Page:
[1860-5397-10-218-i43]

Scheme 43: Asymmetric [4 + 2] annulations catalyzed by the chiral phosphine B1.

Using the bifunctional N-acylaminophosphine H5, Zhao and co-workers also achieved enantioselective [4 + 2] annulations of allenoates with N-tosylaldimines (Scheme 44) [85]. In the presence of 4 Å molecular sieves and with PhCF3 and CH2Cl2 as the mixed solvent, H5-catalzyed enantioselective [4 + 2] annulations between α-substituted allenoates and N-tosylaldimines afforded a wide range of tetrahydropyridines in high yields and with good to excellent enantioselectivities. For some imines, the bifunctional phosphine displayed catalytic capability superior to that of Fu’s monophosphine system [84] in terms of yield, ee, or both. Based on previous literature, Zhao and co-workers speculated two possible transition states; in both cases, the dienolate adopts a conformation, featuring hydrogen bonding and O–P electrostatic attraction, that favors re-face attack of the imine (Scheme 44).

[1860-5397-10-218-i44]

Scheme 44: Asymmetric [4 + 2] annulations catalyzed by the chiral phosphine H5.

2.8 [4 + 2] Annulations of allenes with activated alkenes

Phosphine-catalyzed [4 + 2] annulation of an allenoate with an activated alkene is a powerful tool for the synthesis of a functionalized cyclohexene [86,87]. To develop an asymmetric version, Lu and co-workers screened 14 bifunctional chiral amino acid-derived phosphines, from which they found that the amido phosphine H13 was the most efficient catalyst for the [4 + 2] annulations of allenoates with 2-aryl-1,1-dicyanoethylenes (Scheme 45) [88]. In the presence of 10 mol % of H13 in THF at room temperature, the 1,1-dicyanoethylenes reacted with the α-substituted allenoates to afford an array of functionalized cyclohexenes. A wide range of 2-aryl- and 2-heteroaryl-1,1-dicyanoethylenes were applicable to this transformation, rendering high yields, moderate to good diastereoselectivities, and excellent enantioselectivities. These reaction conditions were not applicable, however, to transformations involving isatin-derived alkenes as substrates, resulting in very poor diastereoselectivities and enantioselectivities. For these oxindole derivatives, the use of the chiral dipeptide-derived phosphine H12 in toluene at room temperature provided the corresponding [4 + 2] cycloadducts, 3-spirocyclohexene-2-oxindoles, in high yields with excellent ee and dr. These asymmetric [4 + 2] annulations of allenoates with activated alkenes significantly offset the limitations of Diels–Alder reactions when synthesizing enantioenriched multisubstituted cyclohexenes.

[1860-5397-10-218-i45]

Scheme 45: Asymmetric [4 + 2] annulations catalyzed by the chiral phosphines H13 and H12.

At about the same time, Zhao and co-workers also examined the application of bifunctional chiral phosphines in asymmetric [4 + 2] annulations between activated alkenes and α-substituted allenoates (Scheme 46) [89]. They found that the chiral N-acyl aminophosphine H6 in 1,2-dichloroethane at −18 °C mediated a smooth reaction to produce various optically active cyclohexenes containing three neighboring carbon stereocenters in high yields and with excellent ee. Notably, not only arylidenecyanoacetates but also alkylidenecyanoacetates (e.g., isobutylidenecyanoacetate) were applicable to the reaction, being converted to their desired products in excellent yields and ee.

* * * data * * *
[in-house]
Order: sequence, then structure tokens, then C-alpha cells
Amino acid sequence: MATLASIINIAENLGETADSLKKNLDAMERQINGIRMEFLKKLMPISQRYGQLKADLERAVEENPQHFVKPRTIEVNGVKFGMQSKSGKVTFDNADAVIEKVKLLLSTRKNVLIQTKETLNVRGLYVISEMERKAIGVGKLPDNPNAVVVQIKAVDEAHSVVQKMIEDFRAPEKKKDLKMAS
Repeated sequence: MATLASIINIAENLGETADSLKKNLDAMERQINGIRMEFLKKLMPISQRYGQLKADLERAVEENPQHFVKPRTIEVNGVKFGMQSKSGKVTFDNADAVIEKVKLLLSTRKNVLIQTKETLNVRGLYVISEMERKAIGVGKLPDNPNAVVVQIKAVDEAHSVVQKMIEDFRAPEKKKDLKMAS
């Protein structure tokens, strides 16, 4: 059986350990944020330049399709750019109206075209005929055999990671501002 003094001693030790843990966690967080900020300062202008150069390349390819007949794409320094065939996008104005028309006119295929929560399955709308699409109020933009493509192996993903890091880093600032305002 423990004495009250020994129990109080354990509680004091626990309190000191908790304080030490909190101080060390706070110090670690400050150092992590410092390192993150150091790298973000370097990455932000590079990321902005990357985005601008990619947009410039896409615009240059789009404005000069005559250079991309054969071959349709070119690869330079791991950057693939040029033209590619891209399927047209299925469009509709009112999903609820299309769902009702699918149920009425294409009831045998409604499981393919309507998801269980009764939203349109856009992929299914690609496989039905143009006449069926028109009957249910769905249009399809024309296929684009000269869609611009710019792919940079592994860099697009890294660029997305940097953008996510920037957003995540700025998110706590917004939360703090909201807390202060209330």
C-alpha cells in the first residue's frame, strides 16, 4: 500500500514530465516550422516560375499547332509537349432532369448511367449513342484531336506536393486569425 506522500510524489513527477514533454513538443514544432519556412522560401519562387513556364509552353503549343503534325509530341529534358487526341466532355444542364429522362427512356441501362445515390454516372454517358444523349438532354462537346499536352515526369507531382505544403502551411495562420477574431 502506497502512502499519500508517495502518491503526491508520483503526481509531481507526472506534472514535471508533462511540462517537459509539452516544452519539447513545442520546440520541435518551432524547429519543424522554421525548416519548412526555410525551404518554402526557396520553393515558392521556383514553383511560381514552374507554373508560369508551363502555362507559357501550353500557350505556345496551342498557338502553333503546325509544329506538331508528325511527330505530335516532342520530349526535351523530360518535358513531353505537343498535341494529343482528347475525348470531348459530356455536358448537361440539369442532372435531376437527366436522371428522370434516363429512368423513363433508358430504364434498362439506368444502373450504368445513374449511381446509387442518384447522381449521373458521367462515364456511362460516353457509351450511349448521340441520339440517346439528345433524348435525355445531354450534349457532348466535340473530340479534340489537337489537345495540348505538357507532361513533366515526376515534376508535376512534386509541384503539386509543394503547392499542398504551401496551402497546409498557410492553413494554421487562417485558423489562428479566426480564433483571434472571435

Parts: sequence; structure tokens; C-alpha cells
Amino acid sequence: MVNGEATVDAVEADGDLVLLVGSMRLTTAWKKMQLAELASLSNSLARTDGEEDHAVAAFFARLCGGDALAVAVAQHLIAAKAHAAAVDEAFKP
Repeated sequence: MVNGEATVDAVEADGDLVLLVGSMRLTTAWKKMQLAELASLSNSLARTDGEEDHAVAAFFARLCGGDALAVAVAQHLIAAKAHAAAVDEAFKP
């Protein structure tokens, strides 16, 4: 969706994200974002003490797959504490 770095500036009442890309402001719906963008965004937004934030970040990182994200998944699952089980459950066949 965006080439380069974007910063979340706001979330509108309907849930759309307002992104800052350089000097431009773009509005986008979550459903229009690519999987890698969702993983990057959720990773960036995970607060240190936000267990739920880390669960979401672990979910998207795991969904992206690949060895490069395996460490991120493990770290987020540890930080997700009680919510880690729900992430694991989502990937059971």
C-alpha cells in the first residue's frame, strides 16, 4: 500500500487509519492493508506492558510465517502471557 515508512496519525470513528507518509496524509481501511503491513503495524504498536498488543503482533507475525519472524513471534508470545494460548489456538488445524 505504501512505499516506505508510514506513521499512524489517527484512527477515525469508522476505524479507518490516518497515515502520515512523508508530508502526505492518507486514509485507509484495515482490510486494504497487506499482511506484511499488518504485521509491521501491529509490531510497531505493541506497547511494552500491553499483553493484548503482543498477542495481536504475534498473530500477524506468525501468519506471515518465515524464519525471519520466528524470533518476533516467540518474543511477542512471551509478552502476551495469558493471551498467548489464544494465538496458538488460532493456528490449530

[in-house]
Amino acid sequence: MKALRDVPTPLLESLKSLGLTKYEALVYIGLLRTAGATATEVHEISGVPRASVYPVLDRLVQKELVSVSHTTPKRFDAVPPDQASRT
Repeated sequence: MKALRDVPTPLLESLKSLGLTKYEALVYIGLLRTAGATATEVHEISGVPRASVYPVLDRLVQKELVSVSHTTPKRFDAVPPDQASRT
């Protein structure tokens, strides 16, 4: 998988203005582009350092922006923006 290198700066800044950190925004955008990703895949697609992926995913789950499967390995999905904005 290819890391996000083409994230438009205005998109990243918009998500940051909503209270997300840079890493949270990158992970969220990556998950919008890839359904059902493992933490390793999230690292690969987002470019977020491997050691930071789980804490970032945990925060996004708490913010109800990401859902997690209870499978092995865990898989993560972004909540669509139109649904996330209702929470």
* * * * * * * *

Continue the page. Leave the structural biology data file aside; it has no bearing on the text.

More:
[1860-5397-10-218-i46]

Scheme 46: Asymmetric [4 + 2] annulations catalyzed by the chiral phosphine H6.

2.9 [2 + 2] Annulations of ketenes with imines

Various ketenes, another class of cumulenes that are analogues of allenes, are also suitable substrates for phosphine-catalyzed asymmetric annulations. Unlike allenes, which act as three- and four-carbon synthons, ketenes typically serve as binary synthons in their annulations. Recently, using the cyclic chiral phosphine (R)-BINAPHANE B7, the Kerrigan group developed phosphine-catalyzed asymmetric [2 + 2] annulations of ketenes with imines (Scheme 47) [90]. In the presence of 10 mol % of B7 in dichloromethane or tetrahydrofuran, the reaction of disubstituted ketenes and N-tosyl arylimines provided corresponding trans-β-lactams in moderate to excellent ee (up to 98%), diastereoselectivities (up to 99:1 dr), and yields (up to >99%). Of particular interest, this methodology facilitates the formation of diverse trans-β-lactams that are complimentary to the related cis-lactams.

[1860-5397-10-218-i47]

Scheme 47: Kerrigan’s [2 + 2] annulations of ketenes with imines, catalyzed by the chiral phosphine B7.

2.10 [4 + 1] Annulations of MBH carbonates with dienes

Phosphine-catalyzed asymmetric [4 + 1] annulations between MBH carbonates and activated dienes could be achieved when using the bifunctional phosphine G6 as the catalyst (Scheme 48) [91]. The reaction worked efficiently in the presence of 4 Å molecular sieves in toluene at room temperature to furnish a variety of functionalized cyclopentenes bearing quaternary carbon stereocenters in 29–92% yield with 66–98% ee. Unfortunately, the reaction times were long (up to 7 days), and substrates with bulky substituents were not well tolerated, giving low yields or ee. Notably, the reactions proved that MBH carbonates can serve as one-carbon synthons for the annulations and expanded the utility of MBH carbonates in synthetic chemistry.

[1860-5397-10-218-i48]

Scheme 48: Asymmetric [4 + 1] annulations, catalyzed by the chiral phosphine G6.

2.11 Annulations through homodimerization of ketoketenes